There is no signs that are truly tell tale of being CN caught as every single sign is shared by a dozen other causes. Normally a CN caught fish will either die within a short period (usually prior to it hitting a LFS) or live a long time with out you knowing anything. Initially they are much brightly colored, but unless you are in the place of collection, you will not witness this. The CoC (chain of custody) IMO holds the true ticket to quality fish.

    CN is like using a nuke to catch fish, it destroys everything in it's path.

    I've spent my entire aquatic career in the fight against CN and I can tell you even net caught fish die if handled wrong.

    To me it's more about handling as CN is NOT something us stateside can fix. It's like us trying to solve global terrorism from our cozy little stateside homes :) IN fact, in the Philippines a group the US has placed on the Terrorist list, the Moro Islamic Liberation Front (MILFs) is one of the providers of CN. They get it from the gold mines.
  10. GreshamH

    GreshamH Guest

    Umm CB has it's ill effects as well and you know this.

    Traditionally they (CB broodstocK) are removed from the place where they live (brought to a first world nation) and CB stateside leaving nothing for the nation they came from (bio-piracy). Furthermore, it strips the incentive the locals have to protect their reefs as it removes the highest value on the reef for them leaving them with activities like mining the reef, capturing all the predators and such. CB is good and bad in other words.
  11. bookfish

    bookfish Guest

    Yes I agree and if I really thought the export of WC MO's (wildcaught marine ornamentals)was a sustainable trade then that argument would be much stronger. But I believe that there are many downward pressures acting against the WC MO trade. Whether it's legislation, rising costs of collection/ transport or the scarcity of available wildstock (even just from habitat degradation) I don't see that profession going on for more than 1 more generation.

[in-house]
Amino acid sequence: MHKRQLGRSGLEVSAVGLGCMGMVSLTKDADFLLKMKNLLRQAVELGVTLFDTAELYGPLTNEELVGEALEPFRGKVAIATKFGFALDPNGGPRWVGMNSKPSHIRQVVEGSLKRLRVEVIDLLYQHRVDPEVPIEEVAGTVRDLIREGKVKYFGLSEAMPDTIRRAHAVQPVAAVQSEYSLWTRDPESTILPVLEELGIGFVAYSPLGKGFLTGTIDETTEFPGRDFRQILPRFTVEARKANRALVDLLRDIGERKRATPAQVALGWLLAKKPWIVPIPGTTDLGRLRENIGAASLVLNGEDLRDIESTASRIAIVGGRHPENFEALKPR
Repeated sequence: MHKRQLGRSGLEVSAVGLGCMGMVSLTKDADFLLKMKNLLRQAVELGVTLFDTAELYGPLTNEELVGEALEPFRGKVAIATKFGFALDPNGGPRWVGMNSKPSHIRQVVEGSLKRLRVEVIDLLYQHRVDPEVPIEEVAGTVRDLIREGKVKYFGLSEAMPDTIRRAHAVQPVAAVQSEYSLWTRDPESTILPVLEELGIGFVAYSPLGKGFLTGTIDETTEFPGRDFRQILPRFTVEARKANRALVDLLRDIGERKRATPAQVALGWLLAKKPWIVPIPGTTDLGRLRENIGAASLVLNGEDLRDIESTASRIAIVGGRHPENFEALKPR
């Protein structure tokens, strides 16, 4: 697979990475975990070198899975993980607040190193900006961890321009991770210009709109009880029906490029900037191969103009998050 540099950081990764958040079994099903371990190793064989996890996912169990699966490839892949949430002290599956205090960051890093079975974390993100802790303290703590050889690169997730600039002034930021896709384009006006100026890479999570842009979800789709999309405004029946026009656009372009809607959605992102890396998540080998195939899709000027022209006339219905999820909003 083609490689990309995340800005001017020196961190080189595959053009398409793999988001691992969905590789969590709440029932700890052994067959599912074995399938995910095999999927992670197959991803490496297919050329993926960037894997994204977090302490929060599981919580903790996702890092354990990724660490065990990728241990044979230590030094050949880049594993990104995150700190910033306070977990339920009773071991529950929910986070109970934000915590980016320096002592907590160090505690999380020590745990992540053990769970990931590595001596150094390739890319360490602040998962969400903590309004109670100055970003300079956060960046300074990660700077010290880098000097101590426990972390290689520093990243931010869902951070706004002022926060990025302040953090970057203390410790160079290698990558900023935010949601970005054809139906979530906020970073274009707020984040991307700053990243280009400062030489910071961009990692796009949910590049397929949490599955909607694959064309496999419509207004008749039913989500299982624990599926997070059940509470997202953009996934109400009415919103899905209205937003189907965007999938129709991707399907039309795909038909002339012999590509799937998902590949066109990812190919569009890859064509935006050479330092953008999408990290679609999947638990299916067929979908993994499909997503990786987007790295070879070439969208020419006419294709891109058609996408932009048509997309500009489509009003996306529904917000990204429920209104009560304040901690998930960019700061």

12. GreshamH

    GreshamH Guest

    Until then your happy taking food out of villagers mouths I guess :(

    Some of the same pressures face CB as well ;)
  13. bookfish

    bookfish Guest

    Don't forget the displaced whalers and rhino hunters! ;) ;-) :wink:
  14. GreshamH

    GreshamH Guest

    Comparing endangered animals with fish that are not is a super wide stretch, beyond grand canyon :lol:
  15. bookfish

    bookfish Guest

    Actually it was a comment about unsustainable professions more than anything else. If sustainable management of WC collection was the only issue, the trade WOULD have a chance for a longer run. On the other hand, "sustainable collection" in an already compromised environment (threatened from other sources but threatened nonetheless) might be hard to assess.
  16. bookfish

    bookfish Guest

    Besides, you've seen me, I'm nowhere near limber enough for that stretch!
  17. tuberider

    tuberider Guest

    O.K derailing the thread even further :D

    Back in my mollusk days there was no viable way to produce spat without an excessive energy budget, to the point where it made an operation that was not pumping NSW non-viable. In light of that if we were to bring large aquaculture operations stateside to breed MO, would the energy budget that is required to raise animals to a marketable size out weigh the impact of collection with oversight? To add to that, how about breeding the animals in their native areas pumping seawater then shipping them stateside. What method would have the least impact to the overall environment while being commercially viable?
  18. GreshamH

    GreshamH Guest

    I would say stateside would have the least impact all around in that case, although, non will ever be able to pump NSW in Cali unless you have a real insane wastewater remediation. The regs here just got much tighter on that. If any medication was used you can probably kiss dumping that water away. You'd probably have to distill it, take that salt and dispose of it as hazardous waste. Dumping medicated water into the tropics isn't a great thing either.

    Funny thing is, you just hit on one of the differences between SA and ORA. ORA draws from a saltwater well. SA has to produce their own saltwater.
  19. bookfish

    bookfish Guest

    Interesting questions. I believe the highest carbon footprint for import is produced by something like the SA T/R ("SI") fish. But it may also have less of a direct impact on wild habitat and wild populations. Commercial viability of anything beyond straight wild collection is always iffy as anything additional adds to the price of the fish. I think it's hard to weigh carbon footprint impact vs direct environmental impact (collecting).